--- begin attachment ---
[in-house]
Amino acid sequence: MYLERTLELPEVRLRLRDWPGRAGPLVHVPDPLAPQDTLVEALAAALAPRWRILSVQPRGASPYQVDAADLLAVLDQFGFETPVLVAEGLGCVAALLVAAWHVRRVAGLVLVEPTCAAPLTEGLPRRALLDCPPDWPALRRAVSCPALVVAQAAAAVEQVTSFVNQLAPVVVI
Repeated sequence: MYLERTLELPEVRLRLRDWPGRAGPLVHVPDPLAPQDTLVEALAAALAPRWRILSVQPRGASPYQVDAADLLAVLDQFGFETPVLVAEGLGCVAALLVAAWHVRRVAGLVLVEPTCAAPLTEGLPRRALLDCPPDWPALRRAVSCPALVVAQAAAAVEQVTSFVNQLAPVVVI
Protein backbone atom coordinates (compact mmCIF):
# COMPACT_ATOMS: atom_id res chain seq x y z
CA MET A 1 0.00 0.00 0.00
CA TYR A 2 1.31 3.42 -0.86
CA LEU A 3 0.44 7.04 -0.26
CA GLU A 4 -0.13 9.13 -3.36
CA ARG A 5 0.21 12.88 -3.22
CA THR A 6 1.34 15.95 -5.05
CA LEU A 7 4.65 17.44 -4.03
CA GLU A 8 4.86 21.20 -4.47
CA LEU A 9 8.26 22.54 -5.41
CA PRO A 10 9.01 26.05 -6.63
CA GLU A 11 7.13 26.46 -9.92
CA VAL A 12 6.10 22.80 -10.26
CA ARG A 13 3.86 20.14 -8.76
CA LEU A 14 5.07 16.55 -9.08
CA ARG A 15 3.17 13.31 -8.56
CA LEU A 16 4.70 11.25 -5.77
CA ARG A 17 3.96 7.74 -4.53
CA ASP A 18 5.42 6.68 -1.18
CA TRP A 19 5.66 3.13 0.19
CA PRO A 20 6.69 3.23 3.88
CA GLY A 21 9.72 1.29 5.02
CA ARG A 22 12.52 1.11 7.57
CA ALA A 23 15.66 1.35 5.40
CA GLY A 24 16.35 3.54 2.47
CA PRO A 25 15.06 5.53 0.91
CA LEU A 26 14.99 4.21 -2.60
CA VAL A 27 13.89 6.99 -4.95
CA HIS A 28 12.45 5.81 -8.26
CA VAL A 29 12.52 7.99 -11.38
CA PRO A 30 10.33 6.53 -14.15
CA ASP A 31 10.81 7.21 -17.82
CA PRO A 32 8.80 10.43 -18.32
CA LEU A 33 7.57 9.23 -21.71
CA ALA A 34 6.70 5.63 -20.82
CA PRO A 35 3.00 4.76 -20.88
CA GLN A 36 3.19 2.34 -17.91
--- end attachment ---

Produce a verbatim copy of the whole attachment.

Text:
[in-house]
Amino acid sequence: MYLERTLELPEVRLRLRDWPGRAGPLVHVPDPLAPQDTLVEALAAALAPRWRILSVQPRGASPYQVDAADLLAVLDQFGFETPVLVAEGLGCVAALLVAAWHVRRVAGLVLVEPTCAAPLTEGLPRRALLDCPPDWPALRRAVSCPALVVAQAAAAVEQVTSFVNQLAPVVVI
Repeated sequence: MYLERTLELPEVRLRLRDWPGRAGPLVHVPDPLAPQDTLVEALAAALAPRWRILSVQPRGASPYQVDAADLLAVLDQFGFETPVLVAEGLGCVAALLVAAWHVRRVAGLVLVEPTCAAPLTEGLPRRALLDCPPDWPALRRAVSCPALVVAQAAAAVEQVTSFVNQLAPVVVI
Protein backbone atom coordinates (compact mmCIF):
# COMPACT_ATOMS: atom_id res chain seq x y z
CA MET A 1 0.00 0.00 0.00
CA TYR A 2 1.31 3.42 -0.86
CA LEU A 3 0.44 7.04 -0.26
CA GLU A 4 -0.13 9.13 -3.36
CA ARG A 5 0.21 12.88 -3.22
CA THR A 6 1.34 15.95 -5.05
CA LEU A 7 4.65 17.44 -4.03
CA GLU A 8 4.86 21.20 -4.47
CA LEU A 9 8.26 22.54 -5.41
CA PRO A 10 9.01 26.05 -6.63
CA GLU A 11 7.13 26.46 -9.92
CA VAL A 12 6.10 22.80 -10.26
CA ARG A 13 3.86 20.14 -8.76
CA LEU A 14 5.07 16.55 -9.08
CA ARG A 15 3.17 13.31 -8.56
CA LEU A 16 4.70 11.25 -5.77
CA ARG A 17 3.96 7.74 -4.53
CA ASP A 18 5.42 6.68 -1.18
CA TRP A 19 5.66 3.13 0.19
CA PRO A 20 6.69 3.23 3.88
CA GLY A 21 9.72 1.29 5.02
CA ARG A 22 12.52 1.11 7.57
CA ALA A 23 15.66 1.35 5.40
CA GLY A 24 16.35 3.54 2.47
CA PRO A 25 15.06 5.53 0.91
CA LEU A 26 14.99 4.21 -2.60
CA VAL A 27 13.89 6.99 -4.95
CA HIS A 28 12.45 5.81 -8.26
CA VAL A 29 12.52 7.99 -11.38
CA PRO A 30 10.33 6.53 -14.15
CA ASP A 31 10.81 7.21 -17.82
CA PRO A 32 8.80 10.43 -18.32
CA LEU A 33 7.57 9.23 -21.71
CA ALA A 34 6.70 5.63 -20.82
CA PRO A 35 3.00 4.76 -20.88
CA GLN A 36 3.19 2.34 -17.91